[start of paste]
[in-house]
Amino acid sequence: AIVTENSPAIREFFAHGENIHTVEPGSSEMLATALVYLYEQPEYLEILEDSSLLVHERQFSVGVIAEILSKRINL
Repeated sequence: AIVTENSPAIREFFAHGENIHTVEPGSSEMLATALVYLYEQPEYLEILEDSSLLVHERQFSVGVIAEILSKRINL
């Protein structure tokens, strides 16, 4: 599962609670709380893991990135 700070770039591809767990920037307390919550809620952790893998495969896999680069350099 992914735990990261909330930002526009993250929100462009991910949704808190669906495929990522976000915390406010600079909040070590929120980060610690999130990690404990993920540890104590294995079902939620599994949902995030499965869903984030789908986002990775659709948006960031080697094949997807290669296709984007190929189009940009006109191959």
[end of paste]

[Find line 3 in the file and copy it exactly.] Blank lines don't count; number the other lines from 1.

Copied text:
Repeated sequence: AIVTENSPAIREFFAHGENIHTVEPGSSEMLATALVYLYEQPEYLEILEDSSLLVHERQFSVGVIAEILSKRINL